Honor Parents / No Murder

Let’s turn in our Bibles to Exodus 20. If you’re visiting with us, we’ve been studying the 10 commandments and their application to our lives today. This morning we move into the second section of the 10 commandments. You can divide them into 2 sections. The first 4 commandments that we’ve studied are duties toward God. They are expressions of love for God. No other gods besides Him. No images to represent Him. Careful with His name. Observe His day. The remaining 6 commandments that we’re going to get into this morning have to do with our relationships with other people in particular. They are duties toward our fellow man, expressions of love for our neighbor. But of course that’s not to say that they have nothing to do with our relationship with God. Because you remember Jesus taught the Jews of his day, “If you’re presenting your offering at the altar, and there remember that your brother has something against you, leave your offering there before the altar and go; first be reconciled to your brother, and then come and present your offering.” In other words don’t bother to worship God and pursue a relationship with Him unless you are doing what’s right in your relationships with other people.

I’d like us to look at the first 2 commandments regarding our responsibilities toward other people.

So first this morning let’s think about what our Creator and Savior and Judge is saying to us in the 5th commandment in Exodus 20:12. When it comes to our responsibilities toward others here is something fundamental and primary.

“Honor your father and your mother, that your days may be prolonged in the land which the LORD your God gives you.”

The word for honor in the Hebrew text literally means to attach weight to or to make heavy. It refers to attaching a heavy importance to someone, treating them as having a great weight of value and significance; as opposed to treating them lightly, like they’re unimportant, like they don’t matter. Do you treat your parents as VIPs, as very important people? That’s what it means.

How do you do that? Let’s let the Scriptures answer that for us. We’ll start with what probably first comes to our minds when we hear this commandment, the way we honor our parents when we’re in that stage of life where we are under their roof, where we are dependants on them. Ephesians 6:1-2, “Children, obey your parents in the Lord, for this is right.” Then he quotes the 5th commandment as it’s written in Deuteronomy. The expression “in the Lord” there does not refer to the parents. He is not saying obey your parents if they’re in the Lord, if they’re Christians. The expression “in the Lord” modifies the command “obey”. The sense of it is, “Children, this is what you do in a relationship with the Lord, you obey your parents.” If you’re a Christian kid, if you’re a young person that is following Christ, you obey your parents. To be disobedient to parents is outside of the Lord. If you’re going to be in the Lord, a member of His body, a follower of Jesus, you obey.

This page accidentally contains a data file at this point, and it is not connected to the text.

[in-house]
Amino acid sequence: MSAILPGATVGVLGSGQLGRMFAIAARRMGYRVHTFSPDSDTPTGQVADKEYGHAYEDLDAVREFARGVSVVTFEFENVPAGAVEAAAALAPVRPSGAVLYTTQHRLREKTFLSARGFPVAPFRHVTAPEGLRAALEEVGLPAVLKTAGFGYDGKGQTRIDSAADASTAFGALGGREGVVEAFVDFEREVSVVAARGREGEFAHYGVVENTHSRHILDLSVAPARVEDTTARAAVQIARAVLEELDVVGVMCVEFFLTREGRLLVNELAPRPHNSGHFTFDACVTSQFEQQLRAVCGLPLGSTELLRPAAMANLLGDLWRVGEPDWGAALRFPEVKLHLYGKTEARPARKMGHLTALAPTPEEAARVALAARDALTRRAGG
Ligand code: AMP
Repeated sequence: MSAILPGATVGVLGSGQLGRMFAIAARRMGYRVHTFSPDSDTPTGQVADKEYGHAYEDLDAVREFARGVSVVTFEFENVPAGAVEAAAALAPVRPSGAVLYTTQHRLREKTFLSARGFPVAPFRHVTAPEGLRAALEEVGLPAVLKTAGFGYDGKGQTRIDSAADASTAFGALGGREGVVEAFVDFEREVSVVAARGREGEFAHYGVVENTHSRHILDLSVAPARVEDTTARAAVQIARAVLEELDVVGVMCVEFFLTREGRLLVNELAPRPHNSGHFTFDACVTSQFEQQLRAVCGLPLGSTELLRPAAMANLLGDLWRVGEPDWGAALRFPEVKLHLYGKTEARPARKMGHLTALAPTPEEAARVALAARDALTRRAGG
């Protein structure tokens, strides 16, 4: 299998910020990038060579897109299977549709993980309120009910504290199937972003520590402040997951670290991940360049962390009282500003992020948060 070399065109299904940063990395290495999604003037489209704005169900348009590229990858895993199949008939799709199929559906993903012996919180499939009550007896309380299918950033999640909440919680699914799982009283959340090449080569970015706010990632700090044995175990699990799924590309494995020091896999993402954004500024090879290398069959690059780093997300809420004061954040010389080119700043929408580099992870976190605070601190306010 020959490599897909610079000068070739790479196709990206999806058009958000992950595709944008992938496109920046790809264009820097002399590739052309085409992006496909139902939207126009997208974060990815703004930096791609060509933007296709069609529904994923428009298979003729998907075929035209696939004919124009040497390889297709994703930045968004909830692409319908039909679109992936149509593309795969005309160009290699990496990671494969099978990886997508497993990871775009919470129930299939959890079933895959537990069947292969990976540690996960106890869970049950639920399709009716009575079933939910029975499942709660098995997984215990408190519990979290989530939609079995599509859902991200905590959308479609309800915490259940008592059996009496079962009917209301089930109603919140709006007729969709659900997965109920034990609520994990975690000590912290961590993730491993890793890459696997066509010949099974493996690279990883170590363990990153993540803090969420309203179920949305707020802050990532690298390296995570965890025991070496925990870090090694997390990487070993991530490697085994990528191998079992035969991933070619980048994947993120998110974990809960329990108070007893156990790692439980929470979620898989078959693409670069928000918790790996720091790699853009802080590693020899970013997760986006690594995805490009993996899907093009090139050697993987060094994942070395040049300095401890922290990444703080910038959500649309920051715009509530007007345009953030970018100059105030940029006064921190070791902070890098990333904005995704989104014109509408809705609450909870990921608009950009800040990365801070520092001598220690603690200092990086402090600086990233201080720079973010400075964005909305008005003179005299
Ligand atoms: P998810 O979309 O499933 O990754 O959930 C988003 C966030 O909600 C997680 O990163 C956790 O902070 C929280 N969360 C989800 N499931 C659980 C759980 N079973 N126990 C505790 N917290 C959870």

Luke 2:51-52 provide us with about all the insight that we have into the adolescent years of Jesus’ life. Those verses pick up after the story of when Jesus was 12 years old and his family accidently left him behind in the big city Jerusalem. And they found Him finally 3 days later in the temple, sitting among the rabbis listening to their teaching and discussing the Scriptures with them and amazing everybody at His understanding of God and His word and His will at such a young age. Right after that story at Luke 2:51 it says, “And He [Jesus] went down with them [his parents] and came to Nazareth, and He continued in subjection to them…” Don’t you think if there was ever a kid who did not need the guidance and rules of a parent it was Jesus? At 12 years old He amazed people with His understanding of God and right and wrong. He was an unusally wise 12 year old and teenager. Yet He subjected Himself to His parents. Meaning He put their will over His own. Whenever there was a conflict of wills He conducted Himself according to theirs. Not because they knew better, but because He knew that’s what’s right for kids to do in the sight of God. So when Mary hollered from down the street “Jesus ,come in. It’s time for supper.” He wasn’t like the kid whose friend says, “You better go now. Your mom is calling you.” And he says, “Oh, I don’t have to go in just yet. She has only called me three times.” Mary and Joseph only had to tell Jesus one time to do things and whatever it was, as long as it wasn’t a violation of God’s commands, He would do it. “Clean your room.” “Yes ma’am.” “Do the dishes.” “Yes sir.” “Be home by 8.” “You got it.” And when He said, “Mom, Dad, I’m going to John’s house,” John’s house was not just the stopping off place to going to some other place His parents wouldn’t want Him to go. He subjected Himself to them. He conducted Himself according to their will. And that’s what you do if you’re following Jesus under your parents roof.